Ventricular tachycardia is characterized as a wide complex (QRS duration greater than 120 milliseconds) tachyarrhythmia at a heart rate greater than 100 beats per minute. It is classified by duration as non-sustained or sustained. Non-sustained ventricular tachycardia is defined as more than 3 beats of ventricular origin at a rate greater than 100 beats per minute that lasts less than 30 seconds in duration. When the rhythm lasts longer than 30 seconds or hemodynamic instability occurs in less than 30 seconds, it is considered sustained ventricular tachycardia.
Further classification is made into monomorphic and polymorphic on the basis QRS morphology. Monomorphic ventricular tachycardia demonstrates a stable QRS morphology from beat to beat while polymorphic ventricular tachycardia has changing or multiform QRS variance from beat to beat. Torsades de pointes is a polymorphic ventricular tachycardia that occurs in the setting of a long QT interval and appears as a waxing and waxing QRS amplitude on ECG.
The final form of ventricular tachycardia is bidirectional ventricular tachycardia which has a beat-to-beat alternation in the QRS frontal plane axis. It is associated with digitalis toxicity or catecholaminergic polymorphic VT.
Ventricular tachycardia accounts for approximately 8% of cases of wide complex tachycardia. The most common cause of ventricular tachycardia is underlying ischemic heart disease. Other causes include adult and congenital structural heart disease, acquired and inherited channelopathies, infiltrative cardiomyopathy, electrolyte imbalances (hypokalemia, hypocalcemia, hypomagnesemia), illicit drugs such as cocaine or methamphetamine, and digitalis toxicity. Infiltrative cardiomyopathy can result from: systemic lupus erythematosus, sarcoidosis, amyloidosis, rheumatoid arthritis and hemochromatosis.
Ventricular tachycardia and ventricular fibrillation cause most cases of sudden cardiac death with an estimated rate of 300,000 deaths each year in the United States. This accounts for approximately half of the deaths related to cardiac causes. Risk factors for ventricular tachycardia are hypertension, previous myocardial infarction, chronic obstructive pulmonary disease (COPD), and ST-segment changes at presentation. Patients presenting with acute myocardial infarction have ventricular fibrillation or ventricular tachycardia at a rate of 5% to 10%. Ventricular tachycardia 48 hours after hospital presentation is associated with an increased risk of death compared to ventricular tachycardia occurring within the first 48 hours of hospital presentation.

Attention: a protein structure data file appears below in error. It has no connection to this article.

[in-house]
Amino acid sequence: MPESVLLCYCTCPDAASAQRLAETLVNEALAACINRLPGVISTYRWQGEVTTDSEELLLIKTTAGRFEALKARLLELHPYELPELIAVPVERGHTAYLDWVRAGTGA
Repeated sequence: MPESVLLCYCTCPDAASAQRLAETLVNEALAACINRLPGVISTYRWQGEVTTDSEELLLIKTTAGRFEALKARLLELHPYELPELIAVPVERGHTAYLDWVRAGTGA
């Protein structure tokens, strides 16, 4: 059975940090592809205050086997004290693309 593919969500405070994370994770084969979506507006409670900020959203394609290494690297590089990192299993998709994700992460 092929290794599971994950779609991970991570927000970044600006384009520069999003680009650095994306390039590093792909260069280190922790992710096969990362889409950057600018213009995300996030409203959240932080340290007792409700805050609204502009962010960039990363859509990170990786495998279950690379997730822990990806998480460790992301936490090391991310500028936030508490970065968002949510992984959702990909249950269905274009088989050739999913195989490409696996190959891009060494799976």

The mechanism for ventricular tachyarrhythmias includes enhancement of normal automaticity or abnormal automaticity, activity triggered by early or late afterdepolarizations, and reentry. In acute myocardial infarction, the transient ischemia results in an increased concentration of extracellular potassium, which causes partial depolarization of the resting membrane potential. This creates injury currents between the infarcted tissue and healthy myocardium that may trigger spontaneous activity.
A good history and physical can help you differentiate ventricular tachycardia from supraventricular tachycardia. Patients presenting with ventricular tachycardia are more likely to be older with a history of heart disease. A past medical history of heart failure, recent angina, and prior myocardial infarction all have a greater than 9% positive predictive value for ventricular tachycardia. The physical examination findings of cannon A waves and variable intensity of the S1 heart sound suggest AV dissociation, a criterion favoring the diagnosis of ventricular tachycardia.
The first step in the evaluation of presumed ventricular tachycardia is a 12-lead electrocardiogram (ECG). Patients with ventricular tachycardia symptoms associated with exertion, ischemic heart disease, or catecholaminergic polymorphic ventricular tachycardia should undergo further testing with a treadmill stress test. Patients having syncope, presyncope or palpitations with no arrhythmia detected on a single 12-lead ECG should undergo further evaluation with ambulatory ECG monitoring. In patients with ventricular tachycardia and possible structural heart disease, .an echocardiogram is recommended. Patients who undergo an episode of unexplained sudden cardiac arrest secondary to a ventricular tachyarrhythmia, CT, or coronary angiography can be used to confirm the presence or absence of ischemic heart disease.